Madman is a charmingly goofy hero in the tradition of the 1960s Batman television series rather than the brutally realistic Batman movies of the 1980s and 1990s. This first book of his adventures finds Madman at the clutches of his arch enemy, Mr. Monstadt, fighting for the secret journals of Dr. Boiffard!

Aragones, Sergio & Mark Evanier. Groo & Rufferto. Dark Horse, 2000, $9.95, ISBN 1569714479, BLDBLD

This spoof of the barbarian comic popularized by Marvel's Conan comics of the 1970s features the helpless, hapless, and hopeless barbarian Groo. Aragones honed his craft as an artist at MAD magazine, and his skill is consummate and his product hilarious. Other titles include Groo: The Most Intelligent Man in the World, The Groo Bazaar, The Groo Houndbook, The Groo Inferno, and The Life of Groo.

Bagge, Peter. Hey Buddy! Volume 1 of the Complete Buddy Bradley Stories from Hate. Fantagraphics Books, 1995, $12.95, ISBN 1560971134, A

Hate is Peter Bagge's ode to those who live on the edge, whose world consists of comic book shops, used record and book stores, and whose idea of horror is holding a job requiring some responsibility. Hey Buddy! is an engaging look at peripheral people who exist primarily for the next issue, next CD, or next book sale. One can sense the influence of Robert Crumb in these black-and-white illustrations.

Baker, Kyle. Why I Hate Saturn. DC Comics, 1998 (reprint of 1990 edition), $17.95, ISBN 0930289722, Y

Annie and Ricky are fringe players, who eke out a living as columnists for Daddy-O, a magazine appealing to the the hip and disenfranchised. When Annie's crazy sister suddenly reappears, Annie is forced to make a commitment to someone other than herself. In doing so, she willingly puts herself in danger and confronts the U.S. military. Why I Hate Saturn is saturated with irreverance and tongue-in-cheek humor.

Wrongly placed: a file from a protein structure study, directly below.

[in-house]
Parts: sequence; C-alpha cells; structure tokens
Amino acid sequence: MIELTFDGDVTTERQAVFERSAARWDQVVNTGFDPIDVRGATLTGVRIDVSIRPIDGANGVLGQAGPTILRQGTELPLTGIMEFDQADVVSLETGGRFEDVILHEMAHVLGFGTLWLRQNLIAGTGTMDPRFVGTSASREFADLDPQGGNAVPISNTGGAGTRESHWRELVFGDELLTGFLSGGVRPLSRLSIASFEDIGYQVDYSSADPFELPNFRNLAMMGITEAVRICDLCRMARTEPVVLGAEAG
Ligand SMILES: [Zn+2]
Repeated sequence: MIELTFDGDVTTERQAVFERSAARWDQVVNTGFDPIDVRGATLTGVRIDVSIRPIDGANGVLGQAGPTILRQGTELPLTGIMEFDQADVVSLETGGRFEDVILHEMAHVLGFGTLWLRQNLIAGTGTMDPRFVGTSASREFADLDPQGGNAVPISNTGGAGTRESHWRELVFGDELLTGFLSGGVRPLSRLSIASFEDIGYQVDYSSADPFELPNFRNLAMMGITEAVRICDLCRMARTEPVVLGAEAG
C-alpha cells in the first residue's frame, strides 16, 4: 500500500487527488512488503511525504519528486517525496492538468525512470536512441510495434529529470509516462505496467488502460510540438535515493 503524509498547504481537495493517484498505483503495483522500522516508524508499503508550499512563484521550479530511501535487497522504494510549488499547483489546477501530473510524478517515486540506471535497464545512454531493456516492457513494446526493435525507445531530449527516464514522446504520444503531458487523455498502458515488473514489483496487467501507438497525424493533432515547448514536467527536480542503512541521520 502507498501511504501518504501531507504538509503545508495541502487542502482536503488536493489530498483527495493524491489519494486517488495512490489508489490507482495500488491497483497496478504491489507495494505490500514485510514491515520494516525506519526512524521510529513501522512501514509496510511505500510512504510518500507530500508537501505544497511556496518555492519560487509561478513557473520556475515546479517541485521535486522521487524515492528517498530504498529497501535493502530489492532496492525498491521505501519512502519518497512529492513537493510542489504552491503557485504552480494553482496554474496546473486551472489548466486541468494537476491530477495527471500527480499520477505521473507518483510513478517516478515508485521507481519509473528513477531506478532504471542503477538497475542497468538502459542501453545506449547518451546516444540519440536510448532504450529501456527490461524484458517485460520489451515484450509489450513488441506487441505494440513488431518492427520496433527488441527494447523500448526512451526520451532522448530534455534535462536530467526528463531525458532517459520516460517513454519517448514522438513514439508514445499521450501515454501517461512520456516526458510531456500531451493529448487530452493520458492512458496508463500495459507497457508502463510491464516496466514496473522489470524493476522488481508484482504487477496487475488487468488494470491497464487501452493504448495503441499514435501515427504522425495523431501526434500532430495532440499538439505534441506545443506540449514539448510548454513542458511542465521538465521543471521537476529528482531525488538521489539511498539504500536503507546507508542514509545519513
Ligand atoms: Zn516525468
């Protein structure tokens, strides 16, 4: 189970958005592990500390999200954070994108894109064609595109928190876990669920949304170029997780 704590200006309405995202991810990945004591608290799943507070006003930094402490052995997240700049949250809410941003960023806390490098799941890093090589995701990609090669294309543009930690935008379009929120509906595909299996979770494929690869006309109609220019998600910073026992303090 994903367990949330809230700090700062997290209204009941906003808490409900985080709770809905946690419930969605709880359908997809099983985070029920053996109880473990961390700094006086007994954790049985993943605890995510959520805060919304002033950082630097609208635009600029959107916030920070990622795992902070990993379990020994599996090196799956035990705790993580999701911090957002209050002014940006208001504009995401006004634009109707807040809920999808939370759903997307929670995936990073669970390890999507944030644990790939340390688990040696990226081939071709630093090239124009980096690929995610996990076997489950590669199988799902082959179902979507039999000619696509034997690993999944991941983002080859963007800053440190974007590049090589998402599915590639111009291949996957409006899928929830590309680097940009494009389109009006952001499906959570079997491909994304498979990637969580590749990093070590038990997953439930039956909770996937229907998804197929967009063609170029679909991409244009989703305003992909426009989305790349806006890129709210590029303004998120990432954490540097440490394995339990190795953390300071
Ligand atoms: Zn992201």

Bechdel, Alison. Dykes to Watch Out For. Firebrand Books, 1995, $8.95, ISBN 0932379176, A

This early novella of lesbian friends and lovers Clarice, Toni, Lois, and Mo are funny, insightful, and heartbreaking. The universality of the characters and the situations makes this book of interest to anyone intrigued by romantic trauma and career dilemmas. Other titles include Dykes to Watch Out For: The Sequel; Hot Throbbing Dykes to Watch Out For; More Dykes to Watch Out For, New Improved! Dykes to Watch Out For, Post-Dykes to Watch Out For; Spawn of Dykes to Watch Out For, and Split-Level Dykes to Watch Out For.

Bendis, Brian Michael. Fortune and Glory. Oni Press, 2000, $14.95, ISBN 1929998066, Y

This book is a "journal" in comics form of successful comic book writer Bendis's experiences while trying to break into the world of Hollywood screen writing. A good choice for non-comic book readers, and a biting look at the movie industry.

Brabner, Joyce, Harvey Pekar & Frank Stack. Our Cancer Year. Four Walls, Eight Windows, 1994, $17.95, ISBN 1568580118, A

This account of Pekar's battle with cancer as told by him and his coauthor/wife Brabner is illustrated with compassion by Frank Stack. The result is a gut-wrenching reading experience.

Briggs, Raymond. Ethel & Ernest. Jonathan Cape, 1998, $21.00, ISBN 0224046624, Y.